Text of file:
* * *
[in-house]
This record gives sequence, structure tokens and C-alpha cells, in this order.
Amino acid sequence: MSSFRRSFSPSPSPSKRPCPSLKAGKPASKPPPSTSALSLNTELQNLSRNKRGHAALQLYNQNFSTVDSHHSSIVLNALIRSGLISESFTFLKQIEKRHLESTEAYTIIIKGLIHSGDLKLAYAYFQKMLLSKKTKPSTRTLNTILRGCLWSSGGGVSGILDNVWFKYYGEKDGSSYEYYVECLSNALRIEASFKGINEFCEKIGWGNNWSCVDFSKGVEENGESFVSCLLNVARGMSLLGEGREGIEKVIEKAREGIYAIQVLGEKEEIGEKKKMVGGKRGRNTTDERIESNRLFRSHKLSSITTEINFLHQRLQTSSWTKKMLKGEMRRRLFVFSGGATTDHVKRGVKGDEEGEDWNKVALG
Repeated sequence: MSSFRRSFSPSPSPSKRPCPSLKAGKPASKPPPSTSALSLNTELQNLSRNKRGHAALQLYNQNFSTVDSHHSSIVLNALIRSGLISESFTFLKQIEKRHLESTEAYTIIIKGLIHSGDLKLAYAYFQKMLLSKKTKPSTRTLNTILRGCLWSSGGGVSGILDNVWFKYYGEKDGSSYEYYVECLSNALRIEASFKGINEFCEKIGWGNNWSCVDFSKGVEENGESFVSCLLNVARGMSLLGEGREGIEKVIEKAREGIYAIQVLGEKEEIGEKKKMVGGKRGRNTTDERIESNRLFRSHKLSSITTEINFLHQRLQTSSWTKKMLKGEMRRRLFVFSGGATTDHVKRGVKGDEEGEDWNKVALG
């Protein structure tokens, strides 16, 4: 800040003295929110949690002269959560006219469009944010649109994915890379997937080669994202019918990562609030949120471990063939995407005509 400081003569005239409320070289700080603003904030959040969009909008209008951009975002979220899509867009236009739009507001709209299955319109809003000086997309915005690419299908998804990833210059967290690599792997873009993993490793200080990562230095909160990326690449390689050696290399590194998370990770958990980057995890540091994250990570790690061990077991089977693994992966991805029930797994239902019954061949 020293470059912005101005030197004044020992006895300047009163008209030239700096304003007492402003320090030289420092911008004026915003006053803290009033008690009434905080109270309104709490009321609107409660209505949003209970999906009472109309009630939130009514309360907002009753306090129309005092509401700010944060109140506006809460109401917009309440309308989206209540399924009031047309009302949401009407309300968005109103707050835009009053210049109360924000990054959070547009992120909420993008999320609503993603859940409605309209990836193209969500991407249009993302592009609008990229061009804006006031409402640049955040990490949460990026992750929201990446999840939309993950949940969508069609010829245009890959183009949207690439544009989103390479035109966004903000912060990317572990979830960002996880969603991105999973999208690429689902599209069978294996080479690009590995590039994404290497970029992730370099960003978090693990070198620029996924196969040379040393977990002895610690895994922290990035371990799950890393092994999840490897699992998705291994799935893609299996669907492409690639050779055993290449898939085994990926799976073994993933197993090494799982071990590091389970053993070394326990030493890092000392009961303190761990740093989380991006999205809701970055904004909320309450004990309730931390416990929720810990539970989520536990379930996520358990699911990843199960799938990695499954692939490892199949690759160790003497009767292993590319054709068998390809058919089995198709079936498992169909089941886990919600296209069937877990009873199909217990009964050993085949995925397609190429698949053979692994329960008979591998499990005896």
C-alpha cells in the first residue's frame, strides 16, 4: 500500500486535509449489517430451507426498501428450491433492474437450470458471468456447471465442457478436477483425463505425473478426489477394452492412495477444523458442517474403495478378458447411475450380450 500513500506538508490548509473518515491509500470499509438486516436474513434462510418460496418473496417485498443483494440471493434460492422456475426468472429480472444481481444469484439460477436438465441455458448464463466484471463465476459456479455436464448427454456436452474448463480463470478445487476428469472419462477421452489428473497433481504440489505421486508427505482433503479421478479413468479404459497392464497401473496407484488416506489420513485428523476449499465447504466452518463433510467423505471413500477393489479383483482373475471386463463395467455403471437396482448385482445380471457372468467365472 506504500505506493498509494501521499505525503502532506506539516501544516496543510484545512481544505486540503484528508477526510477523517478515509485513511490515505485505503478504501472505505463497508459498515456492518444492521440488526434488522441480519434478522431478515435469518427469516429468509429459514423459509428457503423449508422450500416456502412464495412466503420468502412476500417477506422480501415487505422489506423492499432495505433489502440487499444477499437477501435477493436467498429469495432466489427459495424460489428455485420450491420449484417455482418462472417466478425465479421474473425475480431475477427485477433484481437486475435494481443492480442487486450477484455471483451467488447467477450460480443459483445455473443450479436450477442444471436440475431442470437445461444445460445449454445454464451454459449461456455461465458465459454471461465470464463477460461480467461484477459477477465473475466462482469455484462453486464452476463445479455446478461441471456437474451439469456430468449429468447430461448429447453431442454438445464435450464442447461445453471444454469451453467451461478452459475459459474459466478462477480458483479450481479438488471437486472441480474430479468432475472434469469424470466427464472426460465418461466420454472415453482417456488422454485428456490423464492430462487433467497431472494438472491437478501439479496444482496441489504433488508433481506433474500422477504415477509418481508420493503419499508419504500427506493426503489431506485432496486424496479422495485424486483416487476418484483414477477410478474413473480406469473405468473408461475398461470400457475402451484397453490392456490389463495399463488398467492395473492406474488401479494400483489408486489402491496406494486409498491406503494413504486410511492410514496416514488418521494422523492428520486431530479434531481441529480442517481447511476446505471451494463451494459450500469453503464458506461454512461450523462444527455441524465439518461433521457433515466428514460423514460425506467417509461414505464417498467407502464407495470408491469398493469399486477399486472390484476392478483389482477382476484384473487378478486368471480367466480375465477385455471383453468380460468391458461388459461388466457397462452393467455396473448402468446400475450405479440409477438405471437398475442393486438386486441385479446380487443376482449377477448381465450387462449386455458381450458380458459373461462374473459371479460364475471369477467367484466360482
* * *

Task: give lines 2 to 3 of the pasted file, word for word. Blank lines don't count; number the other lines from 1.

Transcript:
This record gives sequence, structure tokens and C-alpha cells, in this order.
Amino acid sequence: MSSFRRSFSPSPSPSKRPCPSLKAGKPASKPPPSTSALSLNTELQNLSRNKRGHAALQLYNQNFSTVDSHHSSIVLNALIRSGLISESFTFLKQIEKRHLESTEAYTIIIKGLIHSGDLKLAYAYFQKMLLSKKTKPSTRTLNTILRGCLWSSGGGVSGILDNVWFKYYGEKDGSSYEYYVECLSNALRIEASFKGINEFCEKIGWGNNWSCVDFSKGVEENGESFVSCLLNVARGMSLLGEGREGIEKVIEKAREGIYAIQVLGEKEEIGEKKKMVGGKRGRNTTDERIESNRLFRSHKLSSITTEINFLHQRLQTSSWTKKMLKGEMRRRLFVFSGGATTDHVKRGVKGDEEGEDWNKVALG